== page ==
Some people hear that and go, “Well, I want to be in my life. I don’t want to just watch it go by.” We can take that metaphor a step further then and say that we’re learning to kayak. We’re learning to really float with the river and move with it. We periodically have these opportunities to be totally still and allow the river moving through us. We can just rest or hover there on top of it. That’s what this practice allows us to do. It’s so hard to understand until we get to taste it. I’m sure everyone listening to this has had a glimpse of this, even without any potential meditation practice. A glimpse of these moments of stillness amid chaos, upheaval, and uncertainty.

A lot of times these moments come during grief or great ecstasy. It’s like, “Wow! This moment is perfect as it is. There’s no resistance to it.” We get more of those moments with practice, and simplicity becomes highly compelling. There’s such joy that can be gleaned from the small moments of life that we would typically have written off as neutral, or not worth our time, or just a stepping stone to get someplace else.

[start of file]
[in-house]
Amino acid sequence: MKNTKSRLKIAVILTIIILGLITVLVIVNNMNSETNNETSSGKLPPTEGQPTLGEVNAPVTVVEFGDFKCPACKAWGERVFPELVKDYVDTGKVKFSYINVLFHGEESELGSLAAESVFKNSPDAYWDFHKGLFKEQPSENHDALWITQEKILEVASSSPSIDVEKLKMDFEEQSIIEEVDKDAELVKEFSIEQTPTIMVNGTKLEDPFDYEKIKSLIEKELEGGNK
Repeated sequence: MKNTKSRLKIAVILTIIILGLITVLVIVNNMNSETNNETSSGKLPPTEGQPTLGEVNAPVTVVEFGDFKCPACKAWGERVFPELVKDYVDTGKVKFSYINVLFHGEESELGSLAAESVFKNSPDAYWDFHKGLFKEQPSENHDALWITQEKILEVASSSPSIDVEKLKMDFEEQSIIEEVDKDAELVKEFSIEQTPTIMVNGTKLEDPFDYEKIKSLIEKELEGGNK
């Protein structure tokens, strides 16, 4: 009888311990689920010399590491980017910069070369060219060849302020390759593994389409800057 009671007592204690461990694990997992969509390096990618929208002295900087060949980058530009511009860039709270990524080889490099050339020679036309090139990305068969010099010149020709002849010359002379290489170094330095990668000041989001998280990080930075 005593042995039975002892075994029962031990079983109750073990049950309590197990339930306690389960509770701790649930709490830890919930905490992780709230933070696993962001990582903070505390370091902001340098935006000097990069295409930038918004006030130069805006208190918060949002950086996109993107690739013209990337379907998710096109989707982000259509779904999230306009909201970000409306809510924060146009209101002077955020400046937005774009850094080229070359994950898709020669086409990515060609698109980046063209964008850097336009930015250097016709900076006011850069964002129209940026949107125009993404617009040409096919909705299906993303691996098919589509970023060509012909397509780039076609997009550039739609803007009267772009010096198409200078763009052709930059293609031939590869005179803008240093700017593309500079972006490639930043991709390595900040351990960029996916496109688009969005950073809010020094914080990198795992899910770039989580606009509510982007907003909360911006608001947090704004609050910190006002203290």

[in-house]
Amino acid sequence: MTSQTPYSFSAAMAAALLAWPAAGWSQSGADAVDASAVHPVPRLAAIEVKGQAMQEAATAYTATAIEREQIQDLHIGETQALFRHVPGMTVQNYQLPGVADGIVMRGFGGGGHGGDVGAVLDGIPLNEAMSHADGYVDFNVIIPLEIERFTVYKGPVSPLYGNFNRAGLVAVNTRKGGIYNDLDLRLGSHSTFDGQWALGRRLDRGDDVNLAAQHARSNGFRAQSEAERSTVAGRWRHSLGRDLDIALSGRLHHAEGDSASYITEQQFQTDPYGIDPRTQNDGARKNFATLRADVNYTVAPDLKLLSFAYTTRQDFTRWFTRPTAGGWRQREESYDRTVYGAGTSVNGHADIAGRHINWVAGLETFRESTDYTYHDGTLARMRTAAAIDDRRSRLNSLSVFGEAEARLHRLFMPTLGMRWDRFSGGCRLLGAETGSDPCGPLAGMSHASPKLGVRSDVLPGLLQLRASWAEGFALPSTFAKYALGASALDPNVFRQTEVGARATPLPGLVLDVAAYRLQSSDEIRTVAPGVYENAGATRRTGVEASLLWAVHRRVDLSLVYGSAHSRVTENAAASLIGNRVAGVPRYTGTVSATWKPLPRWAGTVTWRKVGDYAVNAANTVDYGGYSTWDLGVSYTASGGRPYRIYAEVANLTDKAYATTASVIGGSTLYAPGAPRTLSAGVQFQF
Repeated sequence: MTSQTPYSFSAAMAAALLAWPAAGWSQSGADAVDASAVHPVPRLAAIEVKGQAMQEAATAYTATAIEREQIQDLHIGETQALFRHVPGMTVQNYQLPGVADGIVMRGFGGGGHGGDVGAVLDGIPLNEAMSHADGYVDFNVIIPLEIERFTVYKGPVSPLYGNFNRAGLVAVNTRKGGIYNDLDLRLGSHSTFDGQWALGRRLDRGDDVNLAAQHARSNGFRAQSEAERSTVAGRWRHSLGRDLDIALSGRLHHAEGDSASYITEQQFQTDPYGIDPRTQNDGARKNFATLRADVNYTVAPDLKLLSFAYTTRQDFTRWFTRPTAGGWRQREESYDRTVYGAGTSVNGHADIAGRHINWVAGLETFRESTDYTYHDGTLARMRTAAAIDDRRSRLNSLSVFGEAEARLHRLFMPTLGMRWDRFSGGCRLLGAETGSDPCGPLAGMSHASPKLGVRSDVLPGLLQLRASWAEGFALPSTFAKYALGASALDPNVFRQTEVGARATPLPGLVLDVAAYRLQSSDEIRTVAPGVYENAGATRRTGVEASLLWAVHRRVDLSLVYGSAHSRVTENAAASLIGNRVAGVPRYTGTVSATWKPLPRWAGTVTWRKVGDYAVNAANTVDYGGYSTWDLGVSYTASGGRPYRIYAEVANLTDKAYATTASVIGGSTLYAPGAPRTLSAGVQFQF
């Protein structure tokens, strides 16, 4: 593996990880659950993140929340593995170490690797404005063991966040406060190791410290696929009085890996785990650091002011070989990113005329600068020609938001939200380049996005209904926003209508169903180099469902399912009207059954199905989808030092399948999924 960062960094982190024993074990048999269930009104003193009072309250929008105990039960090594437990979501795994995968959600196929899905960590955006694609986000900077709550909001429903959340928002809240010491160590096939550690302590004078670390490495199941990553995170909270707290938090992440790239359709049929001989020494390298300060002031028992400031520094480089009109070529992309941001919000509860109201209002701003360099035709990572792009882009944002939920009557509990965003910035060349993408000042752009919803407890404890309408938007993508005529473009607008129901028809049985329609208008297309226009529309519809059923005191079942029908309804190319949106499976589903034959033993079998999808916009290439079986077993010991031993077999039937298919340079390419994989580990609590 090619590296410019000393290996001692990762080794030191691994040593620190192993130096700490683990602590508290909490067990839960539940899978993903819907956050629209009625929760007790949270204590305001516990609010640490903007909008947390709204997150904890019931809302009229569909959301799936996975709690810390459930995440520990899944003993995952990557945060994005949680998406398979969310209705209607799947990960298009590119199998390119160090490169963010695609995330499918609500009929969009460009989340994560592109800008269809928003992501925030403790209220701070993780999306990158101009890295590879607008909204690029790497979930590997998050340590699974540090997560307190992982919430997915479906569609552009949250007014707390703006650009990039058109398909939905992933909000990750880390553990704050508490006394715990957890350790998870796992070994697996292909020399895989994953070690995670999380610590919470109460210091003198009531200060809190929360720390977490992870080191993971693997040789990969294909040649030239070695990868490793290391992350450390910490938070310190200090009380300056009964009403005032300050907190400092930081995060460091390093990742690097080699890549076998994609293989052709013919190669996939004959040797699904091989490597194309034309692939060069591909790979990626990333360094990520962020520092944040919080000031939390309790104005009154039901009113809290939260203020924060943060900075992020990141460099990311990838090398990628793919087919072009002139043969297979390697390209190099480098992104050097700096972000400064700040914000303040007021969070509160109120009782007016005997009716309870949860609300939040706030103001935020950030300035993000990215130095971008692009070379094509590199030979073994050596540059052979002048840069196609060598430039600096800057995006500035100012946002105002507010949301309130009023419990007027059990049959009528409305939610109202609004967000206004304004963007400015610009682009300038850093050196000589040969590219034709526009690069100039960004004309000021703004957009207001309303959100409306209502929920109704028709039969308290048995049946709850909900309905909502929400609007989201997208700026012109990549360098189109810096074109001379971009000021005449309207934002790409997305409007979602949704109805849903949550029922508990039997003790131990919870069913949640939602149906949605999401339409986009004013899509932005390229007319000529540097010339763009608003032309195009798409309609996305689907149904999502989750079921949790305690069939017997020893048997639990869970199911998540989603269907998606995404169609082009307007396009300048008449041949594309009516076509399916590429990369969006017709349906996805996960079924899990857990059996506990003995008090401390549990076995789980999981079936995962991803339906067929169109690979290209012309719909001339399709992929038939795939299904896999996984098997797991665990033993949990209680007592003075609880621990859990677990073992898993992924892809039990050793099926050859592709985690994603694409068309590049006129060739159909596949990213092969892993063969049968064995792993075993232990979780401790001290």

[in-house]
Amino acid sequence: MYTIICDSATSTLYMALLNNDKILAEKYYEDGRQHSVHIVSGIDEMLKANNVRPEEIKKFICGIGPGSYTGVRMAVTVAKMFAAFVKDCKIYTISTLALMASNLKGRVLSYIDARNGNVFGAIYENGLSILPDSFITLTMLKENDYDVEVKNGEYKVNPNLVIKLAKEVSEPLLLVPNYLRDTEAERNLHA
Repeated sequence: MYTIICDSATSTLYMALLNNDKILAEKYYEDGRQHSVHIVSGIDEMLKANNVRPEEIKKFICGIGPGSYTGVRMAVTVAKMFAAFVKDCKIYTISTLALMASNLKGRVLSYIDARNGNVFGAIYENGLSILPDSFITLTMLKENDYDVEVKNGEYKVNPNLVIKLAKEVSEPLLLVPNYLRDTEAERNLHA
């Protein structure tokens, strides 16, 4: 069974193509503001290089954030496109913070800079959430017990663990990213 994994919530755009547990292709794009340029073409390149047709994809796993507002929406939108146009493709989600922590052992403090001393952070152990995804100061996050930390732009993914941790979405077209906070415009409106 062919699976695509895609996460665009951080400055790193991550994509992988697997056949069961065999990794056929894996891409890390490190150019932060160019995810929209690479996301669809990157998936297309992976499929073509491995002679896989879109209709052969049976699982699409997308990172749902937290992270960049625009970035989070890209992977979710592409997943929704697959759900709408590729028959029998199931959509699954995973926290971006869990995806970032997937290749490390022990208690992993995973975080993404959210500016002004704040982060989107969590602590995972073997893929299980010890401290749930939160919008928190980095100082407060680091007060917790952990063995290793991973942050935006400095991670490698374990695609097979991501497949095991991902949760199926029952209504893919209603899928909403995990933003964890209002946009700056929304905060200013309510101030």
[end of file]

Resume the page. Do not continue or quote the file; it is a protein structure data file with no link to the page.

We can step our way into as many future moments as we want, and one day there’s going to be no place left to step. If we’re just living our lives in that way, jumping to the next thing, then we’re missing so much along the journey. I think a lot of people feel for themselves, “Yeah, I get that nice philosophy. I’ve heard it before, but the present moment sucks. My life sucks right now. I’m trying to change it and get to someplace better. I’ll do the mindfulness thing then.”

We can wait for things to be perfect and step into as many future moments as we want, but one day there’s going to be no place left to step. If we’re always jumping to the next thing, then we’re missing so much along the journey.

That’s where we lose it, because there’s no future moment where everything is going to come together in that perfect permanent arrangement that you. We tend to think it will. What changes when there’s deep peace is not the experience itself, but it’s the neuroses. If the neuroses that you’re harboring include, “Once I get there, then I’ll be happy,” then once you get there, you’re still going to have the same neuroses. Those neuroses are pushing you into some future moment that your mind thinks has to be better. From the very beginning we have to start with recognizing that it’s that thought pattern in our mind that creates dissonance with the moment as it is, and the discomfort and tension.